When John Glenn returns to space this week, his fellow astronauts might thank him for one thing that has changed since his historic 1962 flight: space food.
American astronauts are eating better these days partly because of a complaint by Mr. Glenn after the flight: He said he would have preferred a sandwich to the space-mush he was given.
But despite NASA's advances in galactic gastronomy, space food is still a frontier science, one that could use - of course - a French chef.
Enter Richard Filippi, a chef in this sleepy town in southwest France, who was inspired to create dishes for astronauts after a comment by a fellow countryman who had just returned from the Russian space station, Mir, in 1993. The astronaut had loved everything about the flight - except the food.
Mr. Filippi's reaction was typical of his country and of his profession. "Ce n'est pas possible [It is not possible] a Frenchman eating badly!" he remembers thinking. His next thought was more unusual: "Perhaps something could be done about it."
Thus was born the team of "gastronauts" who provide gourmet food for travelers on Russian - but not American - spacecraft. Filippi hopes to someday win over NASA to his cosmic cuisine.
Dining has been particularly tricky for those spending months at a time aboard Mir.
"On board there are not many ways to have fun," says Bernard Comet, of France's National Center for Space Studies (CNES), which provides funding for the classic French fare. "Eating is an important pleasure," he says.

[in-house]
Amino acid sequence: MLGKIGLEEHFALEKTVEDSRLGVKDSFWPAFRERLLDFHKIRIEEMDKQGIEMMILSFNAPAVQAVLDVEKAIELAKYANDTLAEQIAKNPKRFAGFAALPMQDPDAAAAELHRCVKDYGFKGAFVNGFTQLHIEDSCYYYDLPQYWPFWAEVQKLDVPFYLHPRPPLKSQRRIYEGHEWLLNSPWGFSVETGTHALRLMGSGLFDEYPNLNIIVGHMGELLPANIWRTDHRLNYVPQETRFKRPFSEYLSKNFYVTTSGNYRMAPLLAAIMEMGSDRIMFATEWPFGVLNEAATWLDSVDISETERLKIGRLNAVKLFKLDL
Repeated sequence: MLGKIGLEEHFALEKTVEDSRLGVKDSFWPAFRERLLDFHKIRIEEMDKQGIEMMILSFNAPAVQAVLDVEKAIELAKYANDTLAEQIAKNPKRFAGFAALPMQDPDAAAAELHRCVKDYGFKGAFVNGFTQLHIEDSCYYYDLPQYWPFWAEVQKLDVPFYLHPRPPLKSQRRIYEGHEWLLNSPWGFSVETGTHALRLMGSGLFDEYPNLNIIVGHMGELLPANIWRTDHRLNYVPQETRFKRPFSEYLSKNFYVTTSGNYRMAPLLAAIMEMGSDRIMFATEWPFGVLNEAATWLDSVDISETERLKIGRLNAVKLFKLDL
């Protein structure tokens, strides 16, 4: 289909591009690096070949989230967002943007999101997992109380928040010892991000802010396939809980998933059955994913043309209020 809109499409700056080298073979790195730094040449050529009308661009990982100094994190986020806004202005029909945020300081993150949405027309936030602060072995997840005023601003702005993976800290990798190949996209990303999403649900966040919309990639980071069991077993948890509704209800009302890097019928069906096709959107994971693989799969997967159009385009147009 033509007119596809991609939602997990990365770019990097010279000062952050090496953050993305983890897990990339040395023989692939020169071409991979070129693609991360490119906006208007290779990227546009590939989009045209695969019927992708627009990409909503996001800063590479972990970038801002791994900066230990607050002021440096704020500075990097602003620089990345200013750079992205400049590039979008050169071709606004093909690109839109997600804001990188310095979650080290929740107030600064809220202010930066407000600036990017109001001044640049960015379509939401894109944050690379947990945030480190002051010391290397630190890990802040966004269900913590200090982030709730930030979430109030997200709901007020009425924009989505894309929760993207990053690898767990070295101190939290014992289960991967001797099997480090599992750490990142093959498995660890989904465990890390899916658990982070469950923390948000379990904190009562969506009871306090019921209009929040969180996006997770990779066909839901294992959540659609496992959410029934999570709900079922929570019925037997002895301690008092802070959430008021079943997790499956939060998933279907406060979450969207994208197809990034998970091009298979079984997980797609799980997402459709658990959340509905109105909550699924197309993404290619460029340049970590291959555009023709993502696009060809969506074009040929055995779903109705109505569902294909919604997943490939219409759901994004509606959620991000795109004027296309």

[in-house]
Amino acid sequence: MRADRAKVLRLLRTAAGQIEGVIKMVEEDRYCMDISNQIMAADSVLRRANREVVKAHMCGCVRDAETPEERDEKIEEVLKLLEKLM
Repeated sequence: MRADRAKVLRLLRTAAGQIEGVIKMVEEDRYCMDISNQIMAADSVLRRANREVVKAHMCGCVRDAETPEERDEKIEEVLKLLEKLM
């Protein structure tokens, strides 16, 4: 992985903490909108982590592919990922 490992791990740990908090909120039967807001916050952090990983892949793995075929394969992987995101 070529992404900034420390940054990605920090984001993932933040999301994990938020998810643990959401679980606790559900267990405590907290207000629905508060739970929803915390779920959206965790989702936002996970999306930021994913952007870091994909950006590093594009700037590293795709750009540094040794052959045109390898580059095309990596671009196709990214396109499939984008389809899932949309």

Not necessarily, at least not to Russian meal planners. Standard menus aboard Mir include the unappetizingly labeled "meat in white sauce" and a few brownish slices of vacuum-packed Moldovan apples.
But serving palatable food to be reheated in outer space is a good deal more challenging than cooking at the corner bistro, Filippi discovered.
First, it has to be virtually germ-free. Then, it has to be solid - no globules of sauce to float around in a weightless environment. And finally, packaging must be able to withstand pressures rarely exerted by your average Parisian waiter: Tins and their contents go from 0 to 17,500 m.p.h. in eight minutes after takeoff.
But Filippi had most of what he needed on hand.
With 20 years' experience of restaurant cooking, he was teaching at a catering school in the heart of Perigord, a region renowned for its truffles and foie gras.
He had giant kitchens, sterilizing equipment, a biotechnologist as a colleague on the school staff, and ready helpers among his students.
He was also determined and, he says, "a little bit mad."
The first quality saw him through three years of bureaucratic battles with education-ministry and space-agency officials to let him try his hand at extraterrestrial gastronomy.
The second tendency leads him to cook quails in wine sauce, then to debone each quail, slice it up and reconstitute it perfectly, down to the tiny wings, in a 3.5 ounce tin.
No simple task
It took eight months of culinary experimentation before he got the hang of space food.
For a start, Filippi had to bring the germ level down from the 300,000 bacteria per gram allowed in ordinary tinned food in France to eight bacteria per gram.